The triennial event aims to preserve musical heritage stretching from the Middle East and North Africa to South Asia
The Aga Khan Music Awards 2022 announced its 10 winners with an eclectic list of artists spanning genres ranging from Pashtun folk to West African blues.
All winners will receive cash prizes totalling $500,000 in a glittering ceremony to be held at the Royal Opera House Muscat from October 29 to 31.
First awarded in 2019, the triennial celebration is held under the auspices of the Aga Khan, the spiritual leader of the Ismaili Muslim community, with the aim of supporting artists and preserving the musical heritage in areas such as the Middle East, Central Asia, South Asia and North Africa.
“Music can serve as a cultural anchor, deepening a sense of community, identity and heritage, while simultaneously reaching out in powerful ways to people of different backgrounds,” reads the award statement.
“While contributing to the preservation and ongoing development of musical heritage, many of the laureates draw on the power of music to raise awareness about social and environmental issues.”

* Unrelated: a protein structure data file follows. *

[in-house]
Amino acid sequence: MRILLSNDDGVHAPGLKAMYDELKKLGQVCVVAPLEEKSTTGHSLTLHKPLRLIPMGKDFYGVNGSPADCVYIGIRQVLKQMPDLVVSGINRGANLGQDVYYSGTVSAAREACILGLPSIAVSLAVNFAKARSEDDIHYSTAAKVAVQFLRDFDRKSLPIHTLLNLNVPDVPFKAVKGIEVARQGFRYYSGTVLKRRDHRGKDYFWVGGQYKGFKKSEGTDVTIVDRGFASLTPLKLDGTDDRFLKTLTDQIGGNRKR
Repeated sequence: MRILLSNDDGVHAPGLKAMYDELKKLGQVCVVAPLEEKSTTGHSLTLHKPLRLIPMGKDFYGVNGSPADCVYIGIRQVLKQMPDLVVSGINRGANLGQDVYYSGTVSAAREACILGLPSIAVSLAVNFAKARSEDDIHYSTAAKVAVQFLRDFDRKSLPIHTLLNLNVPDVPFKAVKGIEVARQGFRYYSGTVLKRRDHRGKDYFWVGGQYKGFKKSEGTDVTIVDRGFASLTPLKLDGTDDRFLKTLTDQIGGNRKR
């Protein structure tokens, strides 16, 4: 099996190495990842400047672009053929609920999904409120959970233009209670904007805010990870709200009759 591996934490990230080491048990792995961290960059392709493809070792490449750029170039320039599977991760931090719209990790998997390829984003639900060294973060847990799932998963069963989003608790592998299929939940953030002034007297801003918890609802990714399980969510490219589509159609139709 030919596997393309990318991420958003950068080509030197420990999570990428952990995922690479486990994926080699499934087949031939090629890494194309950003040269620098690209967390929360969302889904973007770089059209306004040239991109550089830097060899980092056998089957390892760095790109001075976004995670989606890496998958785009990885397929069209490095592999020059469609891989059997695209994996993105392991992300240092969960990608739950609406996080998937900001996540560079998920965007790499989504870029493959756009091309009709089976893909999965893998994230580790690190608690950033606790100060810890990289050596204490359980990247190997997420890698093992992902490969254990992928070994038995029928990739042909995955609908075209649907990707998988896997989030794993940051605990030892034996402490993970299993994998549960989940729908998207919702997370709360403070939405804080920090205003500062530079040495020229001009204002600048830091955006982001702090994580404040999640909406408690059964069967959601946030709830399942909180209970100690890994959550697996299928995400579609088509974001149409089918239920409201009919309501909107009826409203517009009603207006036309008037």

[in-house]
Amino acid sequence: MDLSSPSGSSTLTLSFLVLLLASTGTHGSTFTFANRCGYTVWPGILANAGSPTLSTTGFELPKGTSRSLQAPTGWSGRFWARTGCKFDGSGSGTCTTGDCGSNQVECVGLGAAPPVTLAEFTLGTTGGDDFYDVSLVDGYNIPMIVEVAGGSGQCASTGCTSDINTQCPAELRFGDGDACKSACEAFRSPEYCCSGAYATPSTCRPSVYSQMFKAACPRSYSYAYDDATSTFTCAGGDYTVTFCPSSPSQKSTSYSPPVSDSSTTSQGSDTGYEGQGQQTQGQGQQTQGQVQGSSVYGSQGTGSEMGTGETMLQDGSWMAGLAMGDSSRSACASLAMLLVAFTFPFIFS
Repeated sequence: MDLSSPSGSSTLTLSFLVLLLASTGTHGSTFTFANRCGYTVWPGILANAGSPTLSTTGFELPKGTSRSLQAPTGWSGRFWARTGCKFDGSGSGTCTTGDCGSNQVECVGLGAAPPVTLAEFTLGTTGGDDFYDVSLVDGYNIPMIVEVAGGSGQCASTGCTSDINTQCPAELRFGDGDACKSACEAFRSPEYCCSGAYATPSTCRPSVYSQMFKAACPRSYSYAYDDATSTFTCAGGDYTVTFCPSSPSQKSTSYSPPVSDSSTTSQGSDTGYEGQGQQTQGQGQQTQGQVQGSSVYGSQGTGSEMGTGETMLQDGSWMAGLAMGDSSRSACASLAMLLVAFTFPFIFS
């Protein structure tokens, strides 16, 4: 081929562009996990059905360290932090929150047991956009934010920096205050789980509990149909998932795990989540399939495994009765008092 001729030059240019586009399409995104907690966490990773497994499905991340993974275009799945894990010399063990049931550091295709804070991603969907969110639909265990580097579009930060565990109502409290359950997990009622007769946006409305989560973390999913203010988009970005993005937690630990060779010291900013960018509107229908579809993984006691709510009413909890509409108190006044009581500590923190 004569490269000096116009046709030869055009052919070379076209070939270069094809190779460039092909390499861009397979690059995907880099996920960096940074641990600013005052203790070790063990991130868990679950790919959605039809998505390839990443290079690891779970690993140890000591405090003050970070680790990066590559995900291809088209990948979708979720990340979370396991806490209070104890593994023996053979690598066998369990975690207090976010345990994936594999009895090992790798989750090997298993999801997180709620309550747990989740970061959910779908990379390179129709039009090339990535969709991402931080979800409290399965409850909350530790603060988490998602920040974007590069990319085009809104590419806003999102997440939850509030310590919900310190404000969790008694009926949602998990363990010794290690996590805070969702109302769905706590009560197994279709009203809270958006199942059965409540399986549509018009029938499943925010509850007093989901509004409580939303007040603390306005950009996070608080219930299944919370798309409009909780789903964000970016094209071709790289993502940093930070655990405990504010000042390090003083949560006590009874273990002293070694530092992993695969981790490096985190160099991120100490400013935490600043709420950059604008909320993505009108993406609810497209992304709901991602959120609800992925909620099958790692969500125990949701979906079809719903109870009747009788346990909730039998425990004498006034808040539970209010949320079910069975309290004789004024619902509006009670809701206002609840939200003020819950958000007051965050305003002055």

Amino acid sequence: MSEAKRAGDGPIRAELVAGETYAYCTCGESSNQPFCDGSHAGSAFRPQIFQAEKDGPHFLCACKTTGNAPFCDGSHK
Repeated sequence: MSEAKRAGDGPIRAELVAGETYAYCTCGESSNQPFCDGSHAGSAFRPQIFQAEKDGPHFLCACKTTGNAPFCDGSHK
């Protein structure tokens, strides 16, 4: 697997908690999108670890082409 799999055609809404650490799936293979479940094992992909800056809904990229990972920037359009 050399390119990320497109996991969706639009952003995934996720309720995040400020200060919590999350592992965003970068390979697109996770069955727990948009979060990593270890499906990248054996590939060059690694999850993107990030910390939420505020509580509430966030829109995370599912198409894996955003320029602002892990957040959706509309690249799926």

The winners were chosen by a jury consisting of international arts professionals including Sheika Hala bint Mohammed Al Khalifa, the director general for Bahrain's Authority for Culture and Antiquities, and British dancer and choreographer Akram Khan.
Here are five of the winners from this year’s Aga Khan Music Awards.
1. Afel Bocoum (Mali)
The singer and musician combines acoustic guitar with local instruments to develop a sound described as “desert blues.” Bocoum also collaborated with Blur singer Damon Albarn on the successful 2002 album Mali Music.
2. Zakir Hussain (India)
The musician has been acknowledged for his three-decade career that saw him elevate the status of the Indian percussive instrument, the tabla, and building cultural bridges through various world tours.
3. Peni Candra Rini (Indonesia)
Her expert knowledge of traditional Indonesian performing arts made Rini an in-demand educator at home, in addition to being an acclaimed artist abroad.
4. Zarsanga (Pakistan)
Known as the “Queen of Pashtun Folklore”, Zarsanga’s five-decade career has been devoted to the traditional music and poetry of tribal Pashtuns.
5. Yahya Hussein Abdallah (Tanzania)
The dynamic singer and composer of devotional Islamic songs has released pieces in Swahili and in more than a dozen of Tanzania’s 126 local languages.